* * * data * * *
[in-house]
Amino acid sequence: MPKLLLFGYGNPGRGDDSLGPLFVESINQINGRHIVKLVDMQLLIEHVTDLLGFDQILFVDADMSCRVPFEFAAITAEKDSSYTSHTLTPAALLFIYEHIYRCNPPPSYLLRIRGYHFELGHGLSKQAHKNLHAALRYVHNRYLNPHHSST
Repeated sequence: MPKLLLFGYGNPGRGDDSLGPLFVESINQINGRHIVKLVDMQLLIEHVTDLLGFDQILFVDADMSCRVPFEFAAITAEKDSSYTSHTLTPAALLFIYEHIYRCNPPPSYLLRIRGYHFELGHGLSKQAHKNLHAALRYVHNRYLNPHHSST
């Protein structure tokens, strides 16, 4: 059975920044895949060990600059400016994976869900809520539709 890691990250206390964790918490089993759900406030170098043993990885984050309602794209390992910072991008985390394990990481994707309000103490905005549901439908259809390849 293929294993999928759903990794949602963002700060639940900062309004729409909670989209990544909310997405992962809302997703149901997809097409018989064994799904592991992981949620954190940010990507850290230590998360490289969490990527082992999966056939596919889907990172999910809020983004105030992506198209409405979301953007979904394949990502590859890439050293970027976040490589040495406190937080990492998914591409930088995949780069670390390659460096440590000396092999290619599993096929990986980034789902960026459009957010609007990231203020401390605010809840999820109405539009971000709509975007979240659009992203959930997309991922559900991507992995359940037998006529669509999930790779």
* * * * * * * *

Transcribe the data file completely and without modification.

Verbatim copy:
[in-house]
Amino acid sequence: MPKLLLFGYGNPGRGDDSLGPLFVESINQINGRHIVKLVDMQLLIEHVTDLLGFDQILFVDADMSCRVPFEFAAITAEKDSSYTSHTLTPAALLFIYEHIYRCNPPPSYLLRIRGYHFELGHGLSKQAHKNLHAALRYVHNRYLNPHHSST
Repeated sequence: MPKLLLFGYGNPGRGDDSLGPLFVESINQINGRHIVKLVDMQLLIEHVTDLLGFDQILFVDADMSCRVPFEFAAITAEKDSSYTSHTLTPAALLFIYEHIYRCNPPPSYLLRIRGYHFELGHGLSKQAHKNLHAALRYVHNRYLNPHHSST
């Protein structure tokens, strides 16, 4: 059975920044895949060990600059400016994976869900809520539709 890691990250206390964790918490089993759900406030170098043993990885984050309602794209390992910072991008985390394990990481994707309000103490905005549901439908259809390849 293929294993999928759903990794949602963002700060639940900062309004729409909670989209990544909310997405992962809302997703149901997809097409018989064994799904592991992981949620954190940010990507850290230590998360490289969490990527082992999966056939596919889907990172999910809020983004105030992506198209409405979301953007979904394949990502590859890439050293970027976040490589040495406190937080990492998914591409930088995949780069670390390659460096440590000396092999290619599993096929990986980034789902960026459009957010609007990231203020401390605010809840999820109405539009971000709509975007979240659009992203959930997309991922559900991507992995359940037998006529669509999930790779």